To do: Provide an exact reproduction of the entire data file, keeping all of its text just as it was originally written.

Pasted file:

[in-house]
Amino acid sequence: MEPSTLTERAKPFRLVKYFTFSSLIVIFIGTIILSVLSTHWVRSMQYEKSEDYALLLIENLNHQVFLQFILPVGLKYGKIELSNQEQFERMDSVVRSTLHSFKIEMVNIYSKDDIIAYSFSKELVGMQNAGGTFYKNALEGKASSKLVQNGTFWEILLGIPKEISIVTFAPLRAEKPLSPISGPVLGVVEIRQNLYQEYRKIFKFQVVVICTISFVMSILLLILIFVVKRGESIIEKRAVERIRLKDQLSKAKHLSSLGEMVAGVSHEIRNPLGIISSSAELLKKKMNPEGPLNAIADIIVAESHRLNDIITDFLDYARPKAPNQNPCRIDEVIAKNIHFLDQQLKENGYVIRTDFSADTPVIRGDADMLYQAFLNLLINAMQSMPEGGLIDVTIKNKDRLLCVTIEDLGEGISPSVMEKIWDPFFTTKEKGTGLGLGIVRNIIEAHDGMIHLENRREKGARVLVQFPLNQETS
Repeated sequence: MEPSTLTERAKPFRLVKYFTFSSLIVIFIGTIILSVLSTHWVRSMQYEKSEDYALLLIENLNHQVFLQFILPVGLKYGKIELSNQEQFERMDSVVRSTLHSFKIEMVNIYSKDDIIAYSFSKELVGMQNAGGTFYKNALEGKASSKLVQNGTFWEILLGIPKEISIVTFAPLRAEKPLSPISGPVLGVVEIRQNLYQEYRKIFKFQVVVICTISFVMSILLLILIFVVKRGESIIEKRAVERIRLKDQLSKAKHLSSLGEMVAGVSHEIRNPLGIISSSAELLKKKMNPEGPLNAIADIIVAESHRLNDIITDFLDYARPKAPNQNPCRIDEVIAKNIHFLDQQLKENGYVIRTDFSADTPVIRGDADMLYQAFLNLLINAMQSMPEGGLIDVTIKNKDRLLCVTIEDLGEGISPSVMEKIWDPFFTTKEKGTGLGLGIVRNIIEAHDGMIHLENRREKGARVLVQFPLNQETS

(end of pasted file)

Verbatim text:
[in-house]
Amino acid sequence: MEPSTLTERAKPFRLVKYFTFSSLIVIFIGTIILSVLSTHWVRSMQYEKSEDYALLLIENLNHQVFLQFILPVGLKYGKIELSNQEQFERMDSVVRSTLHSFKIEMVNIYSKDDIIAYSFSKELVGMQNAGGTFYKNALEGKASSKLVQNGTFWEILLGIPKEISIVTFAPLRAEKPLSPISGPVLGVVEIRQNLYQEYRKIFKFQVVVICTISFVMSILLLILIFVVKRGESIIEKRAVERIRLKDQLSKAKHLSSLGEMVAGVSHEIRNPLGIISSSAELLKKKMNPEGPLNAIADIIVAESHRLNDIITDFLDYARPKAPNQNPCRIDEVIAKNIHFLDQQLKENGYVIRTDFSADTPVIRGDADMLYQAFLNLLINAMQSMPEGGLIDVTIKNKDRLLCVTIEDLGEGISPSVMEKIWDPFFTTKEKGTGLGLGIVRNIIEAHDGMIHLENRREKGARVLVQFPLNQETS
Repeated sequence: MEPSTLTERAKPFRLVKYFTFSSLIVIFIGTIILSVLSTHWVRSMQYEKSEDYALLLIENLNHQVFLQFILPVGLKYGKIELSNQEQFERMDSVVRSTLHSFKIEMVNIYSKDDIIAYSFSKELVGMQNAGGTFYKNALEGKASSKLVQNGTFWEILLGIPKEISIVTFAPLRAEKPLSPISGPVLGVVEIRQNLYQEYRKIFKFQVVVICTISFVMSILLLILIFVVKRGESIIEKRAVERIRLKDQLSKAKHLSSLGEMVAGVSHEIRNPLGIISSSAELLKKKMNPEGPLNAIADIIVAESHRLNDIITDFLDYARPKAPNQNPCRIDEVIAKNIHFLDQQLKENGYVIRTDFSADTPVIRGDADMLYQAFLNLLINAMQSMPEGGLIDVTIKNKDRLLCVTIEDLGEGISPSVMEKIWDPFFTTKEKGTGLGLGIVRNIIEAHDGMIHLENRREKGARVLVQFPLNQETS